A talk on the Wild side… with Hollywood actress & SGI Buddhist Cathryn de Prume

Wild H&S
(pic: Frederick M. Brown, Getty Images)

I recently spoke to Hollywood actress and SGI member Cathryn de Prume about her Buddhist practice and her career. She generously made time to do a Skype interview in between red carpet appearances promoting the launch of her new Oscar-nominated film Wild, where she appears opposite Reese Witherspoon. An SGI district leader in Los Angeles, Cathryn has been chanting for 30 years. She had her first big professional break in a role with Jodie Foster in Five Corners in 1987. But perhaps the biggest achievement of her life is introducing more than 100 people to Buddhism, including her Mum, Dad and two brothers! My thanks to all the readers who suggested questions for this interview and to Cathryn for her warm, wise and uplifting words.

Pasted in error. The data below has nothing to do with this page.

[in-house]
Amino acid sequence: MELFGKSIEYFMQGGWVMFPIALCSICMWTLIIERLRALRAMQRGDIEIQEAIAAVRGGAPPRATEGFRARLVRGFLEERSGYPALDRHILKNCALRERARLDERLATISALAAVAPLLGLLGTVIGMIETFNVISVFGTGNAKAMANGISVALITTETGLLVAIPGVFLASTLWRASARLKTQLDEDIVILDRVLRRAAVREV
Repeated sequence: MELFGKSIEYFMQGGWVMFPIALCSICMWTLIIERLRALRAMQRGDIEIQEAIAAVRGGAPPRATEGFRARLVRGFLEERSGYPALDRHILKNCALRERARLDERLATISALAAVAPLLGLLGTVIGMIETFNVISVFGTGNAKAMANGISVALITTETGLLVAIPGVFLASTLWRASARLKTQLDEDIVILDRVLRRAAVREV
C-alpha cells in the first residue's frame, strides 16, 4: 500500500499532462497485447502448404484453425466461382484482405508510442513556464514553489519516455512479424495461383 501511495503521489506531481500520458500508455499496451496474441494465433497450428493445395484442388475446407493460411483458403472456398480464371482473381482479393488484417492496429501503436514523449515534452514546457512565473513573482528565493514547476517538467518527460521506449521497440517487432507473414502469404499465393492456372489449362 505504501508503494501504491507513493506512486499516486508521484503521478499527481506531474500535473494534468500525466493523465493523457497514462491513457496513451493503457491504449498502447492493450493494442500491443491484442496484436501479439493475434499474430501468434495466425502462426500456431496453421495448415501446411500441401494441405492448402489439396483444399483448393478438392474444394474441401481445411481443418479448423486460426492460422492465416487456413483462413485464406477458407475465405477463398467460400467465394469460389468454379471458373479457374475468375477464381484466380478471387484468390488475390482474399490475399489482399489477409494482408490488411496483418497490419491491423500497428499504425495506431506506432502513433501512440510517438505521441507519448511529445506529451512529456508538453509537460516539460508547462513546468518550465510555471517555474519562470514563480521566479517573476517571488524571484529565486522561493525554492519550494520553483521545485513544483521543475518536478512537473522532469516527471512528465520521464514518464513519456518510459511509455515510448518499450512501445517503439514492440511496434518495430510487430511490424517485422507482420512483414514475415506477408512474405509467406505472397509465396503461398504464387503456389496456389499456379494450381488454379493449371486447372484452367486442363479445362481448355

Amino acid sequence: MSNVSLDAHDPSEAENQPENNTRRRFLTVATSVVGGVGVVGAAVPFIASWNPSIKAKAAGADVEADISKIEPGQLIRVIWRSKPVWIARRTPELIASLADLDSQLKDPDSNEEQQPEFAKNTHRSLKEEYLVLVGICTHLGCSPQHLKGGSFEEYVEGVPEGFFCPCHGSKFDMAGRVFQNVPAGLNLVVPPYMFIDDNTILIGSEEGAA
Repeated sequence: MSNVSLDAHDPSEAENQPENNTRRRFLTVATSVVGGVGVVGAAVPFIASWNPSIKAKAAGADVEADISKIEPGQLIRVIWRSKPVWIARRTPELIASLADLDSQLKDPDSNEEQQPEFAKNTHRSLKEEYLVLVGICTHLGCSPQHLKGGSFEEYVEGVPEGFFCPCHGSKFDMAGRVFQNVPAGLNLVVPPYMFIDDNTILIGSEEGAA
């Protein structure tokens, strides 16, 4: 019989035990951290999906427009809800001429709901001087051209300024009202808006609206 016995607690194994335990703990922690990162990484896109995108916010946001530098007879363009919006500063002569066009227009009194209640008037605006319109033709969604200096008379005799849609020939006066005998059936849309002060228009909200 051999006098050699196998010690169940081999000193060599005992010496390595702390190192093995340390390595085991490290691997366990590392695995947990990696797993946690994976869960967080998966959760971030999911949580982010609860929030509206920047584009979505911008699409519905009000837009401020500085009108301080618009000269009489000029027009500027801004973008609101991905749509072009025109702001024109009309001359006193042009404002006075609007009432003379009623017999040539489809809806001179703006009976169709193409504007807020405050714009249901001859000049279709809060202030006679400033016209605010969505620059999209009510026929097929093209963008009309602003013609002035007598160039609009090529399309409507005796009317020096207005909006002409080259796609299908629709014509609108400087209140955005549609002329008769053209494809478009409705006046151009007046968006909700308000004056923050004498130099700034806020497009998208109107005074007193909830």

Were you always religious?

CdeP: I was spiritual from a very young age, I would go to church on my own aged 7. And as a teenager I became a born-again Christian. After that I explored meditation. Then I was taught how to chant by a waiter in a restaurant where I worked. At first I found some of the Buddhists a bit weird 🙂 and I had a very strict leader in the early days of my practice, but I soon realised that SGI is an inspirational movement that provides an amazing support system.

Why do you think that so many artists and actors are attracted to Nichiren Buddhism?